The problem of detection of the region of interest by means of nonlinear filters is addressed as applied to flaws detection in diagnostics imaging. The solution of this problem by conventional methods of linear high-pass filters with subsequent thresholding does not yield a satisfactory result due to a poor quality of images in the applications. To evaluate the basic local features in images, it is proposed to use adaptive trimmed mean filters with fast recursive calculation of order statistics. Theoretical and experimental investigation of the proposed algorithm for adaptive filtering confirms its efficiency for the detection of small isolated objects and crack- like flaws in diagnostic imaging.
The expedience of use of expert system and fuzzy logic based decisions to image recognition and filtering is discussed. One possible approach including the calculation of several local parameters for every image pixel scanning window position combined with expert system preliminary training and decision undertaking for image recognition and adaptive filtering is proposed. The efficiency and the peculiarities of considered procedure are analyzed and demonstrated for simulated data.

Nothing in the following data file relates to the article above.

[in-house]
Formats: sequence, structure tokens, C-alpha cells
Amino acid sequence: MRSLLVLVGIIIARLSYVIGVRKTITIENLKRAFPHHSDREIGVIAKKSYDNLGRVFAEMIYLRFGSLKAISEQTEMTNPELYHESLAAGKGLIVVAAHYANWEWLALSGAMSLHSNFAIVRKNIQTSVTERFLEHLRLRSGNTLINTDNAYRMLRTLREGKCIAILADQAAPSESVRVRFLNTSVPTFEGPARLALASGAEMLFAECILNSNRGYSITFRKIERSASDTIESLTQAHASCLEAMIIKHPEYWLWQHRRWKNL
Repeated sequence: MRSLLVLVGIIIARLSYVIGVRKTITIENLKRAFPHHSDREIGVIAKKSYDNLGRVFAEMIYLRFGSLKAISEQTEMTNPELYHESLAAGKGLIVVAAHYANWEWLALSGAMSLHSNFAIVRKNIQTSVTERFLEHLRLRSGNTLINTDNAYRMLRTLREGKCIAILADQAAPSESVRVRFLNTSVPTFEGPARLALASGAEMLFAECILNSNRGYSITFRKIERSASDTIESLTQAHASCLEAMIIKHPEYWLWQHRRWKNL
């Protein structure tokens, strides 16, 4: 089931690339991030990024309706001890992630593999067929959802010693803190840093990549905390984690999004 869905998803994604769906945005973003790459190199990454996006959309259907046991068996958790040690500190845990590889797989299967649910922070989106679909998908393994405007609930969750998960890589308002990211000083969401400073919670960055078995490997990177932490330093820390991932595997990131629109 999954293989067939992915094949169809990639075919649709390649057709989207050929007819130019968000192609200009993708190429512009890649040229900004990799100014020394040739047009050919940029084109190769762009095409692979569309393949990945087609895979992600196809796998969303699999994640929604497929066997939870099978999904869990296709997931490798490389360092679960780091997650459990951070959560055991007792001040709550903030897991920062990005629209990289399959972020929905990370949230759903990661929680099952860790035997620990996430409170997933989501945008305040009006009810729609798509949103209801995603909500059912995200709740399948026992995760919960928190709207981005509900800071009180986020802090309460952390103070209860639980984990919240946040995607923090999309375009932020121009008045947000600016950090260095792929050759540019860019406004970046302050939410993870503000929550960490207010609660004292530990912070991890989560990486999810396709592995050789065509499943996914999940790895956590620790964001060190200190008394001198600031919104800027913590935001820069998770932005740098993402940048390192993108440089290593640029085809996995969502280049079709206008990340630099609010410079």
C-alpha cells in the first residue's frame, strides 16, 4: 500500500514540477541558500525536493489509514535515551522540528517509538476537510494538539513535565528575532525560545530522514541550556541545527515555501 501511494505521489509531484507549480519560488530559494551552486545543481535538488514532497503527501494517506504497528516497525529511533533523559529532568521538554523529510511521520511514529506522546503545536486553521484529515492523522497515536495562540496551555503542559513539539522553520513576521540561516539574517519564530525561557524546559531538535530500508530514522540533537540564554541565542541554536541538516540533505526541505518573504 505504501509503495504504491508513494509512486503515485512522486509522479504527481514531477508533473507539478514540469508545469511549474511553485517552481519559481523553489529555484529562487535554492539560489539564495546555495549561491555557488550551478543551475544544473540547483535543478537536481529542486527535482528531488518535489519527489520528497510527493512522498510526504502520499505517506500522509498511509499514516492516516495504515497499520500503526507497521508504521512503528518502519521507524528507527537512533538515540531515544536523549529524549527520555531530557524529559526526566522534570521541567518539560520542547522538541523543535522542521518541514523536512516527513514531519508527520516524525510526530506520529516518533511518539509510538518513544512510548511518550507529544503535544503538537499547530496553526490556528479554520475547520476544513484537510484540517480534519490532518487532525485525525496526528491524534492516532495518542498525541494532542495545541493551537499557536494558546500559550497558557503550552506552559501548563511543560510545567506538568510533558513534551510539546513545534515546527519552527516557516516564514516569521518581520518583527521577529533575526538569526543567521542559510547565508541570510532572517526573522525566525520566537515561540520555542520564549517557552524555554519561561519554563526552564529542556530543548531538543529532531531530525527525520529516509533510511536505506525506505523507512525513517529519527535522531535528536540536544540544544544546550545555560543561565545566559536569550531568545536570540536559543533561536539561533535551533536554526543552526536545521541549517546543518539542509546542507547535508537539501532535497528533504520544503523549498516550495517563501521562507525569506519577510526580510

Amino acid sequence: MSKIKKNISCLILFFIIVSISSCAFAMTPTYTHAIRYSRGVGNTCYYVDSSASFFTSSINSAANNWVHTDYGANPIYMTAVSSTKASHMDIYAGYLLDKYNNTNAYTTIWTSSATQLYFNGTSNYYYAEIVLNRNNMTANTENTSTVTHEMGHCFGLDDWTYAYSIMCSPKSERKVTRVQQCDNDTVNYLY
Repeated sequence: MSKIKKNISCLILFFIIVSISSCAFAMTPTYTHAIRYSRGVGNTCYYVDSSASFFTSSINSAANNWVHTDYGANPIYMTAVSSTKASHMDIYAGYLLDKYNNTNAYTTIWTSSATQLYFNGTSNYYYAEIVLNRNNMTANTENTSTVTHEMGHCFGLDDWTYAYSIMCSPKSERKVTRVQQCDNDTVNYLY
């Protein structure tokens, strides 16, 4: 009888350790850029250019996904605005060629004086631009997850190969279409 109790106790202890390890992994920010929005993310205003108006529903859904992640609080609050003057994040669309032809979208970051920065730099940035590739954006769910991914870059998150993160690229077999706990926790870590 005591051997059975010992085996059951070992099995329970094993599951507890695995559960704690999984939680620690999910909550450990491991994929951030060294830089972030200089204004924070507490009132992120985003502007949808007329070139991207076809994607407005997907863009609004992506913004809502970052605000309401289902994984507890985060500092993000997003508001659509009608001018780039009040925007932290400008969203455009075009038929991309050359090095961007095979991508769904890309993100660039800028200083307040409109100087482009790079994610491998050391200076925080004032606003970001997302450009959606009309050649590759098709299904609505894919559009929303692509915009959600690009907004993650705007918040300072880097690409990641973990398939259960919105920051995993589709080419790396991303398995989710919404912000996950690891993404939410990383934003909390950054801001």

A genetic algorithm is presented for the blind-deconvolution problem of image restoration. The restoration problem is modeled as an optimization problem, whose cost function is minimized based on mechanics of natural selection and natural genetics. The applicability of GA for blind-deconvolution problem was demonstrated.
The problem of image segmentation is addressed via the Voronoi diagram (VD). The set of seeds, which determine the Voronoi regions, can be modified by adding and removing seeds. These modifications can be governed by user-specified constraints, but can also be driven by 'salt-and-pepper' noise. The VD, seen as a segmentation operator, is unstable to this kind of perturbation. A dynamic algorithm for the construction of discrete VD, exploiting the local dependence of the diagram on each seed, is presented. The updates in the diagram are made inside a convex set obtained by mapping seeds to linear inequalities; the updates in the neighbor relationships are done using a version of the incremental method.